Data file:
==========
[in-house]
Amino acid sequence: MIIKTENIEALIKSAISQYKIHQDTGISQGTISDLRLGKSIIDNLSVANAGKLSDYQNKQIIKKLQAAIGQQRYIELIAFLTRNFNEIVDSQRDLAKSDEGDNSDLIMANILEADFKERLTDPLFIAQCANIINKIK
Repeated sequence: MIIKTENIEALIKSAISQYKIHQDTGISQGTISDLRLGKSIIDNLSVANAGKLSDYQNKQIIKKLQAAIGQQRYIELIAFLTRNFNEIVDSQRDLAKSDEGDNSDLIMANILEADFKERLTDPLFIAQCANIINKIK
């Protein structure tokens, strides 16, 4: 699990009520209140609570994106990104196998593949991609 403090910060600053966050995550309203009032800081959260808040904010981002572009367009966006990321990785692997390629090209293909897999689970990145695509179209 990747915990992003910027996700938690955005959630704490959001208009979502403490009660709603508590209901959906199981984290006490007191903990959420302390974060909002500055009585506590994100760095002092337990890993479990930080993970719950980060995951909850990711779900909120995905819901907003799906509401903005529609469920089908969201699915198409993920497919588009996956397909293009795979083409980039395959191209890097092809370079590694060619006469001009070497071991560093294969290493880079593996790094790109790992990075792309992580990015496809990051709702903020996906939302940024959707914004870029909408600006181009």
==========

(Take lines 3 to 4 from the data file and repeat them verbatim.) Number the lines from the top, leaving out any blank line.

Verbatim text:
Repeated sequence: MIIKTENIEALIKSAISQYKIHQDTGISQGTISDLRLGKSIIDNLSVANAGKLSDYQNKQIIKKLQAAIGQQRYIELIAFLTRNFNEIVDSQRDLAKSDEGDNSDLIMANILEADFKERLTDPLFIAQCANIINKIK
């Protein structure tokens, strides 16, 4: 699990009520209140609570994106990104196998593949991609 403090910060600053966050995550309203009032800081959260808040904010981002572009367009966006990321990785692997390629090209293909897999689970990145695509179209 990747915990992003910027996700938690955005959630704490959001208009979502403490009660709603508590209901959906199981984290006490007191903990959420302390974060909002500055009585506590994100760095002092337990890993479990930080993970719950980060995951909850990711779900909120995905819901907003799906509401903005529609469920089908969201699915198409993920497919588009996956397909293009795979083409980039395959191209890097092809370079590694060619006469001009070497071991560093294969290493880079593996790094790109790992990075792309992580990015496809990051709702903020996906939302940024959707914004870029909408600006181009």